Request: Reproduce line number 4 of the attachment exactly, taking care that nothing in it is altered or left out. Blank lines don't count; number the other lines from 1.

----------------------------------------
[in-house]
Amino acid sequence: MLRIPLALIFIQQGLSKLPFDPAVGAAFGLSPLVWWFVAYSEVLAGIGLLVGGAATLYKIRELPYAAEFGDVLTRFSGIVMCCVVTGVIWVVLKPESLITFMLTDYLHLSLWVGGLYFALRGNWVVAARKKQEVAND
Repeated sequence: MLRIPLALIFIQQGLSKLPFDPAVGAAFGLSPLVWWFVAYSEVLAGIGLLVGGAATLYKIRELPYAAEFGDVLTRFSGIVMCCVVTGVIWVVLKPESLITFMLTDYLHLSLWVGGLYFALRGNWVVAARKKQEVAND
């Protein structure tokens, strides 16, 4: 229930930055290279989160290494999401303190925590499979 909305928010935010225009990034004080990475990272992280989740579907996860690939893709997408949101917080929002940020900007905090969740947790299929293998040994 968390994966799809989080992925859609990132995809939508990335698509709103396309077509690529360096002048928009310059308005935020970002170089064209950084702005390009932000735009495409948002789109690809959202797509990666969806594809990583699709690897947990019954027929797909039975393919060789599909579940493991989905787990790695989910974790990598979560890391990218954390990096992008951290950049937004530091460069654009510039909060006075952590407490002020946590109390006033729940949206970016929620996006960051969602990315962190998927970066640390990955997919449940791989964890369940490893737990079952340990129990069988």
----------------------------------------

């Protein structure tokens, strides 16, 4: 229930930055290279989160290494999401303190925590499979 909305928010935010225009990034004080990475990272992280989740579907996860690939893709997408949101917080929002940020900007905090969740947790299929293998040994 968390994966799809989080992925859609990132995809939508990335698509709103396309077509690529360096002048928009310059308005935020970002170089064209950084702005390009932000735009495409948002789109690809959202797509990666969806594809990583699709690897947990019954027929797909039975393919060789599909579940493991989905787990790695989910974790990598979560890391990218954390990096992008951290950049937004530091460069654009510039909060006075952590407490002020946590109390006033729940949206970016929620996006960051969602990315962190998927970066640390990955997919449940791989964890369940490893737990079952340990129990069988």